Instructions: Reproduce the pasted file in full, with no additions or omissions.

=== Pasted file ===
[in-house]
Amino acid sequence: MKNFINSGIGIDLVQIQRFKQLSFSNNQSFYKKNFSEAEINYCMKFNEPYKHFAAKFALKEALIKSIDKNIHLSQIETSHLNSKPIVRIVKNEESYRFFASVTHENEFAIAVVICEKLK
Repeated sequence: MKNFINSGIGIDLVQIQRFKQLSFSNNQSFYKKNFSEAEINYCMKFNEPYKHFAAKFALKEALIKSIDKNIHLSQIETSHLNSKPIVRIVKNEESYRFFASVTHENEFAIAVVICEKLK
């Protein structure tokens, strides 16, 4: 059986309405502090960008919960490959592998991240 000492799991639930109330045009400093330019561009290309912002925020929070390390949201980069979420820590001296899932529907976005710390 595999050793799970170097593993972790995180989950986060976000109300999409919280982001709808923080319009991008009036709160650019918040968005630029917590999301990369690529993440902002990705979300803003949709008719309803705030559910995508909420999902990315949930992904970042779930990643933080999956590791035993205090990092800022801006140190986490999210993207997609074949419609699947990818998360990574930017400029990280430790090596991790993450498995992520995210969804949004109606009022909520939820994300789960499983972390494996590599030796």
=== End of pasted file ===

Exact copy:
[in-house]
Amino acid sequence: MKNFINSGIGIDLVQIQRFKQLSFSNNQSFYKKNFSEAEINYCMKFNEPYKHFAAKFALKEALIKSIDKNIHLSQIETSHLNSKPIVRIVKNEESYRFFASVTHENEFAIAVVICEKLK
Repeated sequence: MKNFINSGIGIDLVQIQRFKQLSFSNNQSFYKKNFSEAEINYCMKFNEPYKHFAAKFALKEALIKSIDKNIHLSQIETSHLNSKPIVRIVKNEESYRFFASVTHENEFAIAVVICEKLK
């Protein structure tokens, strides 16, 4: 059986309405502090960008919960490959592998991240 000492799991639930109330045009400093330019561009290309912002925020929070390390949201980069979420820590001296899932529907976005710390 595999050793799970170097593993972790995180989950986060976000109300999409919280982001709808923080319009991008009036709160650019918040968005630029917590999301990369690529993440902002990705979300803003949709008719309803705030559910995508909420999902990315949930992904970042779930990643933080999956590791035993205090990092800022801006140190986490999210993207997609074949419609699947990818998360990574930017400029990280430790090596991790993450498995992520995210969804949004109606009022909520939820994300789960499983972390494996590599030796």